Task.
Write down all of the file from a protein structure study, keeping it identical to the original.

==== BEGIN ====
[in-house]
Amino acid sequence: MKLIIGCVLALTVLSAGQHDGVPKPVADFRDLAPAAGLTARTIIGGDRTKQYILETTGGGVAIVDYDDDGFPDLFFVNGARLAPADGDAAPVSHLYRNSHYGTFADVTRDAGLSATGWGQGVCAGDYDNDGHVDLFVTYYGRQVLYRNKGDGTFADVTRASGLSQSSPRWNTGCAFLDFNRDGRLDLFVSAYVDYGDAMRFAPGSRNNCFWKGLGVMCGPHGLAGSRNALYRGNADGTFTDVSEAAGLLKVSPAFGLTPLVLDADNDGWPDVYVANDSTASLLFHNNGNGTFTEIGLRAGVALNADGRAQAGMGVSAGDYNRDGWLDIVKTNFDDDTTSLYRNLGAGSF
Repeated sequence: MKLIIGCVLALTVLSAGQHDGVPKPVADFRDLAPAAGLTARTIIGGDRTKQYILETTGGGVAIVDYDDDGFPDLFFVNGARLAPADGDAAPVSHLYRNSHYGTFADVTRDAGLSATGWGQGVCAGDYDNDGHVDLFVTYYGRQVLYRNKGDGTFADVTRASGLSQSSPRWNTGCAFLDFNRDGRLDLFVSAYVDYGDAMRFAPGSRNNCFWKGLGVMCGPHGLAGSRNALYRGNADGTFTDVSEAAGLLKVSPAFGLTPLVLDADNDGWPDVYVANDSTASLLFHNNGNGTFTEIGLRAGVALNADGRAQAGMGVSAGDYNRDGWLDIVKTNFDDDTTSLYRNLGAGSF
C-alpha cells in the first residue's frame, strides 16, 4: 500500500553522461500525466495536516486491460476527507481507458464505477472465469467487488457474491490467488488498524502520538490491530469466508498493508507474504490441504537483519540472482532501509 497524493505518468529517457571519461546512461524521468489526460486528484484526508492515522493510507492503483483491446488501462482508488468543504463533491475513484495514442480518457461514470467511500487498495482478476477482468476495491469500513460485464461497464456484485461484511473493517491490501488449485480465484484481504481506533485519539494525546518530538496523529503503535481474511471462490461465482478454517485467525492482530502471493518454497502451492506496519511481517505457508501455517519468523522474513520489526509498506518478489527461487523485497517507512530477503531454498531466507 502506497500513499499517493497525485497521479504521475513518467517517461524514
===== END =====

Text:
[in-house]
Amino acid sequence: MKLIIGCVLALTVLSAGQHDGVPKPVADFRDLAPAAGLTARTIIGGDRTKQYILETTGGGVAIVDYDDDGFPDLFFVNGARLAPADGDAAPVSHLYRNSHYGTFADVTRDAGLSATGWGQGVCAGDYDNDGHVDLFVTYYGRQVLYRNKGDGTFADVTRASGLSQSSPRWNTGCAFLDFNRDGRLDLFVSAYVDYGDAMRFAPGSRNNCFWKGLGVMCGPHGLAGSRNALYRGNADGTFTDVSEAAGLLKVSPAFGLTPLVLDADNDGWPDVYVANDSTASLLFHNNGNGTFTEIGLRAGVALNADGRAQAGMGVSAGDYNRDGWLDIVKTNFDDDTTSLYRNLGAGSF
Repeated sequence: MKLIIGCVLALTVLSAGQHDGVPKPVADFRDLAPAAGLTARTIIGGDRTKQYILETTGGGVAIVDYDDDGFPDLFFVNGARLAPADGDAAPVSHLYRNSHYGTFADVTRDAGLSATGWGQGVCAGDYDNDGHVDLFVTYYGRQVLYRNKGDGTFADVTRASGLSQSSPRWNTGCAFLDFNRDGRLDLFVSAYVDYGDAMRFAPGSRNNCFWKGLGVMCGPHGLAGSRNALYRGNADGTFTDVSEAAGLLKVSPAFGLTPLVLDADNDGWPDVYVANDSTASLLFHNNGNGTFTEIGLRAGVALNADGRAQAGMGVSAGDYNRDGWLDIVKTNFDDDTTSLYRNLGAGSF
C-alpha cells in the first residue's frame, strides 16, 4: 500500500553522461500525466495536516486491460476527507481507458464505477472465469467487488457474491490467488488498524502520538490491530469466508498493508507474504490441504537483519540472482532501509 497524493505518468529517457571519461546512461524521468489526460486528484484526508492515522493510507492503483483491446488501462482508488468543504463533491475513484495514442480518457461514470467511500487498495482478476477482468476495491469500513460485464461497464456484485461484511473493517491490501488449485480465484484481504481506533485519539494525546518530538496523529503503535481474511471462490461465482478454517485467525492482530502471493518454497502451492506496519511481517505457508501455517519468523522474513520489526509498506518478489527461487523485497517507512530477503531454498531466507 502506497500513499499517493497525485497521479504521475513518467517517461524514